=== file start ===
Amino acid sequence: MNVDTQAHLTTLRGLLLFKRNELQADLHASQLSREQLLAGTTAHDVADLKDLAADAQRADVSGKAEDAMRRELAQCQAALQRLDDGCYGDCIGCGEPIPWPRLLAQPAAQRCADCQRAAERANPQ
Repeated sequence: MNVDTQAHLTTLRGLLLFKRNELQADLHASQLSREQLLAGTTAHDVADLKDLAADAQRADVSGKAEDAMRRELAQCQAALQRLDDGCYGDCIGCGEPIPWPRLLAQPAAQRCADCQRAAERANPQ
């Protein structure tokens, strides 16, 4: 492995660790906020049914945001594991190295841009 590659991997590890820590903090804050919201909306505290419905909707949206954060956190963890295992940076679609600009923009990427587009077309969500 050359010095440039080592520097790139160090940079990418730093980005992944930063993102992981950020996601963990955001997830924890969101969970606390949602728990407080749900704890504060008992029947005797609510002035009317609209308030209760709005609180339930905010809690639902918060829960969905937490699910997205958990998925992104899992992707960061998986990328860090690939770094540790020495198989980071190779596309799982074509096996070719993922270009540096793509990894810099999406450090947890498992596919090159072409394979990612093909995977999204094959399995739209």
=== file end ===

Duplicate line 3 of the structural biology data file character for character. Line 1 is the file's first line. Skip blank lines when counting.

């Protein structure tokens, strides 16, 4: 492995660790906020049914945001594991190295841009 590659991997590890820590903090804050919201909306505290419905909707949206954060956190963890295992940076679609600009923009990427587009077309969500 050359010095440039080592520097790139160090940079990418730093980005992944930063993102992981950020996601963990955001997830924890969101969970606390949602728990407080749900704890504060008992029947005797609510002035009317609209308030209760709005609180339930905010809690639902918060829960969905937490699910997205958990998925992104899992992707960061998986990328860090690939770094540790020495198989980071190779596309799982074509096996070719993922270009540096793509990894810099999406450090947890498992596919090159072409394979990612093909995977999204094959399995739209």